New technique makes corn ethanol process more efficient

Sep 04, 2008
WUSTL researchers are borrowing a method used in brewing and wastewater management to make corn ethanol production more energy efficient. It involves an oxygen-free environment and microorganisms that naturally feed on organic waste. It could result in a 50 percent reduction of natural gas use in the ethanol production process.

(PhysOrg.com) -- Researchers at Washington University in St. Louis are proposing to borrow a process used in breweries and wastewater treatment facilities to make corn ethanol more energy efficient. They are exploring the use of oxygen-less vats of microorganisms that naturally feed on organic waste produced from the ethanol fermentation process.

As bacteria break down waste, they release energy, methane, which can be funneled back through the system to help power a plant. The process requires little additional energy to run, and can further cut down on energy costs by producing power for the ethanol plant.

Lars Angenent, Ph.D., adjunct professor of energy, environmental and chemical engineering and associate professor of biological and environmental engineering at Cornell University, together with his WUSTL team has tested anaerobic digestion on waste from ethanol plants and found that the process could cut down an ethanol facility's use of natural gas by 50 percent. They published the results in the recent issue of the journal Environmental Science and Technology.

According to Angenent, the process would serve as a short-term solution until more-efficient biofuel, such as cellulosic ethanol, is commercially viable. "Rather than have hope for new technology that comes to fruition in 10 or 20 years, we need technology we can implement now," says Angenent, in the Technology Review article. "This is an interim process, and it's off the shelf."

Nearly all ethanol biofuel in the United States is made from corn. In most cases, the ethanol production yields organic waste that is then consolidated into a dry, cake-like substance and a solution, called thin stillage. This is used as animal feed. Angenent says that a large portion of this feed, particularly thin stillage, laden with salts, provides low nutritional value but may have high energy potential for powering a plant when broken down via anaerobic digestion.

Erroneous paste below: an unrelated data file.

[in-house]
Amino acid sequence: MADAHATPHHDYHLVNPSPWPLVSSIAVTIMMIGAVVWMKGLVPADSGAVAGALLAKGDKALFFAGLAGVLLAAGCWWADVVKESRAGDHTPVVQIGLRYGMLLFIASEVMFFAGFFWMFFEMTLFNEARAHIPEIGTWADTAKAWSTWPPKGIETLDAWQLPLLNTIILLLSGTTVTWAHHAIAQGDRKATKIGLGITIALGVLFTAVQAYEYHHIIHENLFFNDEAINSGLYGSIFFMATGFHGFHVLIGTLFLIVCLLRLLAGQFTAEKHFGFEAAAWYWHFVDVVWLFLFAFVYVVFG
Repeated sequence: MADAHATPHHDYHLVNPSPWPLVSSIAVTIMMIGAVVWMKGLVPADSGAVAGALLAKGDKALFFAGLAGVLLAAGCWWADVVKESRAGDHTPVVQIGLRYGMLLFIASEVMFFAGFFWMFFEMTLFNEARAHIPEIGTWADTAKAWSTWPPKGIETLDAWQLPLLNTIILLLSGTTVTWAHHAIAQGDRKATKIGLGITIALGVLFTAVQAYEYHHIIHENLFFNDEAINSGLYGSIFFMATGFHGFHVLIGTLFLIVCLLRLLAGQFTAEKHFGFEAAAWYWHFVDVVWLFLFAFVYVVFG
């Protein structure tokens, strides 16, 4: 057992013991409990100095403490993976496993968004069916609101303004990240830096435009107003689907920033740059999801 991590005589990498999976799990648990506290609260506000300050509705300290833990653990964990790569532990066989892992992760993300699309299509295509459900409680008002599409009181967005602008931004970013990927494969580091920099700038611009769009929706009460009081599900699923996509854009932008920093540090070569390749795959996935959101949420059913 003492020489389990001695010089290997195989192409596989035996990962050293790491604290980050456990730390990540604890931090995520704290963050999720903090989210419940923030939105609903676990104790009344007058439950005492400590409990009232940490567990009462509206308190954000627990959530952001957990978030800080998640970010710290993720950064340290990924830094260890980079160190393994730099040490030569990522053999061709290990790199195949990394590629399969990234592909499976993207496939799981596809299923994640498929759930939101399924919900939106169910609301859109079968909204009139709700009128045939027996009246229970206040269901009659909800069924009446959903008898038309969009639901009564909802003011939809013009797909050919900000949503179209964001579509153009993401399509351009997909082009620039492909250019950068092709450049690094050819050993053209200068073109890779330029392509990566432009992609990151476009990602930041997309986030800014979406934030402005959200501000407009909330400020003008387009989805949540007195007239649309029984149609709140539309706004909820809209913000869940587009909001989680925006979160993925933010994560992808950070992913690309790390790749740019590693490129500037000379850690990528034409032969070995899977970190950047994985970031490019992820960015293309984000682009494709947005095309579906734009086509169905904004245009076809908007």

A complete story on the research is available at the Massachusetts Institute of Technology's Technology Review: www.technologyreview.com/Energy/21266/?a=f

Provided by Washington University in St. Louis

Explore further: Indonesia passes law to tap volcano power

add to favorites email to friend print save as pdf

Related Stories

Mesquite a complementary biofuel feedstock

Aug 04, 2014

As requirements grow for use of cellulosic biofuels to meet the energy needs of the nation, researchers look at potential feedstocks and any effects these alternative sources may have on greenhouse gas emissions.

Cagey material acts as alcohol factory

Jul 29, 2014

Some chemical conversions are harder than others. Refining natural gas into an easy-to-transport, easy-to-store liquid alcohol has so far been a logistic and economic challenge. But now, a new material, designed ...

Recommended for you

Indonesia passes law to tap volcano power

Aug 26, 2014

The Indonesian parliament on Tuesday passed a long-awaited law to bolster the geothermal energy industry and tap the power of the vast archipelago's scores of volcanoes.

Expert calls for nuke plant closure (Update)

Aug 25, 2014

A senior federal nuclear expert is urging regulators to shut down California's last operating nuclear plant until they can determine whether the facility's twin reactors can withstand powerful shaking from ...

Image: Testing electric propulsion

Aug 20, 2014

On Aug. 19, National Aviation Day, a lot of people are reflecting on how far aviation has come in the last century. Could this be the future – a plane with many electric motors that can hover like a helicopter ...

Where's the real value in Tesla's patent pledge?

Aug 20, 2014

With the much-anticipated arrival next month of electric vehicle manufacturer Tesla's Model S to Australian shores, it's a good time to revisit Tesla's pledge to freely share patents. ...

User comments : 2

Adjust slider to filter visible comments by rank

Display comments: newest first

deatopmg
3 / 5 (2) Sep 05, 2008
No matter how efficient it gets it will still be energy negative - requiring more petroleum energy than one gets from the ethanol.
This ethanol scam benefits ADM and the politicians not American citizens. That is why there is a $0.54/gal tax on cheep, energy positive Brasilian ethanol
taibubba
not rated yet Sep 05, 2008
anaerobic digestion of organic waste is hardly new. farmers have been burning methane for heating and energy from anaerobic reactors since 1859. albeit it is still a great idea.